We review addictive new board game Kingdom Builder. Random boards and random goals makes this one of the cleverest board games this year. AWESOME.
Maybe the last board game you played was Monopoly at Christmas five years ago. Maybe you’re an experienced gamer who doesn’t care if it’s pixels or pawns and you love nothing more than a four hour session of Talisman with your friends. Maybe you’re a video gamer, or you don’t really play games at all, but you’re sneaking into the irresistable world of the board game. Board games are, after all, a relatively cheap way of spending quite a lot of time with your friends and getting really excited…
Whatever kind of board gamer you are, you’ll probably really enjoy Kingdom Builder, a superb new board game by Donald X. Vaccarino and probably one of the most simple (and clever) game designs this year. Kingdom Builder is for 2-4 players and takes about 45 minutes to complete, so it’s not a complete black hole for your time to slip into the way some longer board games are.
Kingdom Builder is played on a board made of four large tiles shuffled and picked at random at the start of the game. The basic premise is elegantly simple: you have to build settlements on various terrains, and you have to WIN. What makes Kingdom Builder so clever and entertaining is that you shuffle to get different rules for winning each time, and the different terrains for each game mean every game is a very different experience indeed. Out of simple moves emerges a complex and constantly changing strategy game. You know what they say about games like this: A moment to learn, a lifetime to master.
Kingdom Builder gameplay
Each turn starts by revealing a terrain card (for example desert, canyons, plains or flower fields) and you build three settlements on this type of terrain, placing counters adjacent to ones you already own.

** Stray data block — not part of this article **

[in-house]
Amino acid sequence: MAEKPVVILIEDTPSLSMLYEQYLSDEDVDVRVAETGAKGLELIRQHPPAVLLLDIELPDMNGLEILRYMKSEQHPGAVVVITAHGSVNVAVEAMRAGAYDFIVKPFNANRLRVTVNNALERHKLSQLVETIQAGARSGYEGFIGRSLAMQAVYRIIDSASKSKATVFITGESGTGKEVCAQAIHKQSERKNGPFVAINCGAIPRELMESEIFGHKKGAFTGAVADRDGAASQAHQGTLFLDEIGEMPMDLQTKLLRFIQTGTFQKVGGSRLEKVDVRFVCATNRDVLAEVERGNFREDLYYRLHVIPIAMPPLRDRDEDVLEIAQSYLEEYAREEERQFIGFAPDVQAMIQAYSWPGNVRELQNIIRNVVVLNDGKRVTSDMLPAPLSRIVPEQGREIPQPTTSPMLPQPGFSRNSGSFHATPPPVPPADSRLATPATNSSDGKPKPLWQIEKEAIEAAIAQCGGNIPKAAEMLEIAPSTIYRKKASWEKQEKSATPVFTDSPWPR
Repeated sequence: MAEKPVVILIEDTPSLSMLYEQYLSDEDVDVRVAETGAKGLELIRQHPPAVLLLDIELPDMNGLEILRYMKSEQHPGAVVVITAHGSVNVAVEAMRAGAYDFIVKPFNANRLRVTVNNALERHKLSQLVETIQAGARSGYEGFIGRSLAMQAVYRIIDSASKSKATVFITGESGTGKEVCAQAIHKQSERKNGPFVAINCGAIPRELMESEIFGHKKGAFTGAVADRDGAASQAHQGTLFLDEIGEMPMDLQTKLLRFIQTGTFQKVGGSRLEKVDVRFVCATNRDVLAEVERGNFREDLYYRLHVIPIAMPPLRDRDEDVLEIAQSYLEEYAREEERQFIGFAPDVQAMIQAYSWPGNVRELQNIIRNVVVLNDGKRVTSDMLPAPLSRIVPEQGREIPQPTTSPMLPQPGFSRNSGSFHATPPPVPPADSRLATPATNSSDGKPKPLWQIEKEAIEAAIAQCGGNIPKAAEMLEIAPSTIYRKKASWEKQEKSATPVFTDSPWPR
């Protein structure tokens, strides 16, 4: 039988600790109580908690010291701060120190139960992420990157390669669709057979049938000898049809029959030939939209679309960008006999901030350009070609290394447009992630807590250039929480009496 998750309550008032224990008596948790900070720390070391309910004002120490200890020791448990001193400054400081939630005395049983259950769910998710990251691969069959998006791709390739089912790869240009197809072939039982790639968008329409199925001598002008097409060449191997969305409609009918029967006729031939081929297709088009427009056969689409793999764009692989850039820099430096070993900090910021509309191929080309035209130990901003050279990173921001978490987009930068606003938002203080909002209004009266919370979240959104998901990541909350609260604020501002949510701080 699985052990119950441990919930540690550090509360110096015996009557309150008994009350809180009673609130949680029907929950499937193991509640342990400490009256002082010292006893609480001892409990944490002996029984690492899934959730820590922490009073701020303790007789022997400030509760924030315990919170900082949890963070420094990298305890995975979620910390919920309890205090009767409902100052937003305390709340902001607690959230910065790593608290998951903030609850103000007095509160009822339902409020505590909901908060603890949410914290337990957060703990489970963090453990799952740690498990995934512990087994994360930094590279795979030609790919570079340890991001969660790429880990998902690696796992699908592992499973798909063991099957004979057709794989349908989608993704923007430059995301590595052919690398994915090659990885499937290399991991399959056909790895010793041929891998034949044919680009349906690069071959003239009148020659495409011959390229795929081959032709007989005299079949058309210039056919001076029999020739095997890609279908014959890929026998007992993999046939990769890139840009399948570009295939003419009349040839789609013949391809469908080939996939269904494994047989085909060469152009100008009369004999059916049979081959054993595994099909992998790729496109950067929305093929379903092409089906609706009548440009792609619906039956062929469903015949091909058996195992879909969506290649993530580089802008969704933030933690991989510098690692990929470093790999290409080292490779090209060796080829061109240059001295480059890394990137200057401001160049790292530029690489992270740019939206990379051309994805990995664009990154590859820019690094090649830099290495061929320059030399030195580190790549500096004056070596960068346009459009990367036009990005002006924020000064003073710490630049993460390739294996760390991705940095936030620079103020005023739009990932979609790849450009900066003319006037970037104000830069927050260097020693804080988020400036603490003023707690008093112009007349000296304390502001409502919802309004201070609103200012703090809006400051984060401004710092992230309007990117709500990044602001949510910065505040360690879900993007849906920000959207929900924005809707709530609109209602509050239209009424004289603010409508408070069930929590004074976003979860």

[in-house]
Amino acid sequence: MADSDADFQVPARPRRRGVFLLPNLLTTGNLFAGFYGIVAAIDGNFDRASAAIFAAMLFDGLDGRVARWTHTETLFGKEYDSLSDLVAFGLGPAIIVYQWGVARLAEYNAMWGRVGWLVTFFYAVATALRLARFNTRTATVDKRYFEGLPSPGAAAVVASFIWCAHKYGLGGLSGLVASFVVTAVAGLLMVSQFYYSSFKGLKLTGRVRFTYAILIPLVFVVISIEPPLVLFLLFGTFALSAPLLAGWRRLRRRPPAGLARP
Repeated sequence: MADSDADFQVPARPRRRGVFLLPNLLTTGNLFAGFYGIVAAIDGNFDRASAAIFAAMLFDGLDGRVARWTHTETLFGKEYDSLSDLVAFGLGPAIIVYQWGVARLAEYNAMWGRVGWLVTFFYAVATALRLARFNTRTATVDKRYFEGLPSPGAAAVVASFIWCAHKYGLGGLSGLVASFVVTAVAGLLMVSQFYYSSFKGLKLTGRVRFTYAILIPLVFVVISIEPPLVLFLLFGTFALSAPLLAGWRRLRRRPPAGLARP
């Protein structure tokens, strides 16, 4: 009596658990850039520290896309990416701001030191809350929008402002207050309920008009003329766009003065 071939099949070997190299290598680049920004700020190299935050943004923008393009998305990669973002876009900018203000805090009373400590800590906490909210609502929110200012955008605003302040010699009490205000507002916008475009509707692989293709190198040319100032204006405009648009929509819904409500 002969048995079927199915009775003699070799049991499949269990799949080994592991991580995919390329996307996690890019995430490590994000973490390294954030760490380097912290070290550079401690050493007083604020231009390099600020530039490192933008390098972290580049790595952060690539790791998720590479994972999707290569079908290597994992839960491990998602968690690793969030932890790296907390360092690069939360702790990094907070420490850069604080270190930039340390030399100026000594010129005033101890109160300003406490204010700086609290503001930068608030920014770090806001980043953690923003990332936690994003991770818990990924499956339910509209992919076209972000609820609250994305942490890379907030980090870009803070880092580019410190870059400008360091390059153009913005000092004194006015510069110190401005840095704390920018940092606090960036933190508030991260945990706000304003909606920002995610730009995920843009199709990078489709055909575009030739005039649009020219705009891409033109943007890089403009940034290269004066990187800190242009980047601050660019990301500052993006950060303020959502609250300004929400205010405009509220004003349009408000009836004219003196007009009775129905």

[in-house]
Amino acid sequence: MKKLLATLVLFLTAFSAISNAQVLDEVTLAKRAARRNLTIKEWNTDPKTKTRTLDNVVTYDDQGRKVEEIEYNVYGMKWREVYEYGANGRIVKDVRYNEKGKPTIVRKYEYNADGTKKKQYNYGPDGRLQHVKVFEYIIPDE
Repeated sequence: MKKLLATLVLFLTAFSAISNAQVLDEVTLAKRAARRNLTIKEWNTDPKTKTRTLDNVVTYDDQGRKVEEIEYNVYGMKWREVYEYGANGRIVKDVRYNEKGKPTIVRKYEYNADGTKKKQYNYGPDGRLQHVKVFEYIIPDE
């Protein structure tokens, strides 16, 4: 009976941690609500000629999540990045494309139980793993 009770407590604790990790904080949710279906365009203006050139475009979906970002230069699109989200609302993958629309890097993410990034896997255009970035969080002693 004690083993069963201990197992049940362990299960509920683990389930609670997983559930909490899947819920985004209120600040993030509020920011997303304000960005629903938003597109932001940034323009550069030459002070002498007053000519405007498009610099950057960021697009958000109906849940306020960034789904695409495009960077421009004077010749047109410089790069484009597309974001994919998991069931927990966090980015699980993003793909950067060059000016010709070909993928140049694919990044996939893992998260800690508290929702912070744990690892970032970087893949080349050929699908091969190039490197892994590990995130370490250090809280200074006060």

Players have three objectives drawn randomly at the start of the game that determine winning scores at the end. In my first game I needed to place my settlements to (1) link different cities together, (2) surround cities with my settlements and (3) make a long horizontal line of settlements to score points. Each turn, I found myself puzzling over which objective to focus on. My kingdom was divided into two burgeoning groups and I was struggling to link up cities. The eastern half of my kingdom, sprawled across desert and canyons, had managed to partially surround a couple of city hexes, but other players were doing better. Cunningly, they had prevented other players from creating trade links by surrounding several cities with their own counters. Lastly, my longest row was blocked by mountains at one end and it just wasn’t as long as the horizontal lines that the other players had managed to build.
Each randomly chosen board features special locations that can give the player an added advantage if used cunningly. Building by a harbour will let you move your settlements onto water tiles. Capturing a tavern will let you build four settlements instead of three each round. Players fight to complete their objectives, gain added advantages and scupper their opponents’ chances…
The game ended after we’d been playing for about an hour and we counted up each player’s score. It seems that despite having the least counters on the board, I’d linked up the most cities and scored big points. I’d won! Eagerly we set up another game, wondering what we’d have to do to win this time. Different board tiles presented us with different special locations to capture; we had taverns like before, but now we had paddocks and oracles, each with their own intriguing advantages. The scoring in the second game was different too – now we had to try to capture sectors, build alongside rivers and create the biggest single settlement to score points. I could already see my strategy would have to be very different for this one…
A friend suggested that Kingdom Builder had something of the flavour of the Japanese board game GO. We all agreed it’s clever, surprising, sneaky, simple… it’s a really elegant game that’s perfect for tacticians, bedroom gamers and pub-players alike.
Really, there’s no reason not to give this one 5 stars.
Buy Kingdom Builder